The celebrated 1989 Broadway return of Robert Morse in Jay Presson Allen's dynamic "Tru" has been taped for "American Playhouse" in what can be termed only as an event, and it's a joy. Morse's Tony-winning impersonation of the late Truman Capote never flags; TV gives the solo drama even more dimension.
The celebrated 1989 Broadway return of Robert Morse in Jay Presson Allen’s dynamic “Tru” has been taped for “American Playhouse” in what can be termed only as an event, and it’s a joy. Morse’s Tony-winning impersonation of the late Truman Capote never flags; TV gives the solo drama even more dimension.
It’s all there, with Morse’s Capote confiding in December, 1975, to the telephone, to his tape recorder, to the audience and to himself details of his various successes and disappointments, with Morse strikingly capturing the persona.
The character is bitchy, amusing, tough and lonely, with comments about his literary contributions at a minimum–a brief reading from “A Christmas Memory,” a thought on “In Cold Blood” and defensive comments about the fateful “Answered Prayers” plus a revelatory segment about “Mrs. Busybody,” written when he was 8.
They all contribute to the striking representation of the 51-year-old Capote alone at Christmastime.
The point is how intricately his writing has been involved in his life, and how his work has the power to make him self-destruct as well as to bring him a modicum of happiness.
The cameras pick up Morse’s striking measure of Capote’s facial expressions (known so well through the writer’s talkshow appearances) and Kevin Haney’s sure-handed makeup as well as an undiscernible bald wig suggest, but for a voice pitched slightly lower than Capote’s, the real McCoy.
Morse has the exaggerated gestures, the facial responses, the impish style and the pauses down pat. But more, he has found in Presson’s brilliant play (using Capote’s own thoughts) the wit and depressive binges that made up the man as he talks about his homosexual dalliances and of his alcoholism.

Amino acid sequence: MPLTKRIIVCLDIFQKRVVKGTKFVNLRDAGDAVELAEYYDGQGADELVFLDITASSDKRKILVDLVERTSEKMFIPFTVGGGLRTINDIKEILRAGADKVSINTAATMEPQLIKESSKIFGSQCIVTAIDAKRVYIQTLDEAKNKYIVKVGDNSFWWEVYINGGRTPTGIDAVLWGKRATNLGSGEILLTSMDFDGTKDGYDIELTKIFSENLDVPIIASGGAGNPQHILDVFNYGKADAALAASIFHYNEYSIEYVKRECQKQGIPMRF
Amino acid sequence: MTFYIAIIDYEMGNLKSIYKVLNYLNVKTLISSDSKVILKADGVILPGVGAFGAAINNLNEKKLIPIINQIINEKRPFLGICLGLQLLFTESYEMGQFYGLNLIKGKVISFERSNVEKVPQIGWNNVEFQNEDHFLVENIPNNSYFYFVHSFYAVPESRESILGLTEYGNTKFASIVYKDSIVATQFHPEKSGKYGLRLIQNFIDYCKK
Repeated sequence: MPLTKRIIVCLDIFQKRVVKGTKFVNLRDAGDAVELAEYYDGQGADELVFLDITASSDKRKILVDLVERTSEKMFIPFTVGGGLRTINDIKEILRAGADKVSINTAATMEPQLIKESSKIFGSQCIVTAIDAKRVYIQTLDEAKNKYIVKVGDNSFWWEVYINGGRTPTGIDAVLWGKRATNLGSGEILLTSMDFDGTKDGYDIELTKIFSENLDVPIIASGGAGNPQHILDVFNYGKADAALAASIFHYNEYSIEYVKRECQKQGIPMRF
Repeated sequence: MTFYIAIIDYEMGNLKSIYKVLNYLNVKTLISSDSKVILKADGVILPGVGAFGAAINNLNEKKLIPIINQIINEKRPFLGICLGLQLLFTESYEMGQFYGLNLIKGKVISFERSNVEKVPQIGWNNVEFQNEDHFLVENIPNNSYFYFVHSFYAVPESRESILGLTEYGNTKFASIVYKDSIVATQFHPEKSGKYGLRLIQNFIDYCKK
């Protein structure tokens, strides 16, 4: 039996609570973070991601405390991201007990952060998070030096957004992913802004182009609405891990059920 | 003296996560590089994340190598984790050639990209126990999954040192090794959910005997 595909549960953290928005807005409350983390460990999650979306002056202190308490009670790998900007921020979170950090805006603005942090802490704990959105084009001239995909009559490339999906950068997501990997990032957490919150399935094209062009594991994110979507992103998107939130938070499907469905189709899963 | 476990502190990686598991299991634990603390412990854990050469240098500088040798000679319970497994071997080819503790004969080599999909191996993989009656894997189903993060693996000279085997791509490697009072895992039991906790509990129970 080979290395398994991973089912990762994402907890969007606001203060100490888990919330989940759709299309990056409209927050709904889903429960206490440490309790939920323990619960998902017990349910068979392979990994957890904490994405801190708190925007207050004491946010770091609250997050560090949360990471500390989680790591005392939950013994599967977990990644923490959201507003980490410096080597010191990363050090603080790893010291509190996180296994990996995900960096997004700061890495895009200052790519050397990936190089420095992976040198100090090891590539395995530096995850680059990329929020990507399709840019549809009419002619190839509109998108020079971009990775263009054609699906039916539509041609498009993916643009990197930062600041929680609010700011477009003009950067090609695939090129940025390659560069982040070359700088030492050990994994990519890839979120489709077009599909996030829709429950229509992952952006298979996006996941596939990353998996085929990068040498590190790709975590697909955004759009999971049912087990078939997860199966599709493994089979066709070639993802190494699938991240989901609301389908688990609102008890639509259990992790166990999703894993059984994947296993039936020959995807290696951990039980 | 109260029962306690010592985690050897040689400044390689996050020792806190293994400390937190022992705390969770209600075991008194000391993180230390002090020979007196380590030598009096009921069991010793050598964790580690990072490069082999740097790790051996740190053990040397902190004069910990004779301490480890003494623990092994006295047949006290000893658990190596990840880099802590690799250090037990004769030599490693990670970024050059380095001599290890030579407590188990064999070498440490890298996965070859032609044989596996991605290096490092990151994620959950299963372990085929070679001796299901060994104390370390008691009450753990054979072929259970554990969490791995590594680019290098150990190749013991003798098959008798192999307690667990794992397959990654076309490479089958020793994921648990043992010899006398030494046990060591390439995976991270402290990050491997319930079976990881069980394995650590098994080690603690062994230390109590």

He tosses out poisonous references, puts across his adoration of the bon mot (when someone wonders where a melon comes from, he observes that the Mellons, of course, come from Pittsburgh,and he chortles over Mailer’s “Naked and the Dead” lingo), and indicates a desperate misery at the bottom of it all.
“Tru,” taped in November ’91, is a welcome record of the vehicle that toured the U.S. TV director Kirk Browning has made the most of Allen’s material and of Morse’s extraordinary contribution.
The play’s structure is summoned up in Capote’s comment, “Our end is consequent on our beginning,” an observation Presson devoutly observes in her study of a complex, brilliant man discovering that what he’s written today about his pals among the jetset draws the same pain as what he wrote when he was but a boy.
Set designer David Mitchell’s United Nations Plaza N.Y. apartment aptly serves to illustrate Capote’s isolation this Christmas, a decade before his death. And Capote’s own words have been keenly fashioned to portray the plight of a man who, though settling into decline, won’t go down without a verbal broadside or five.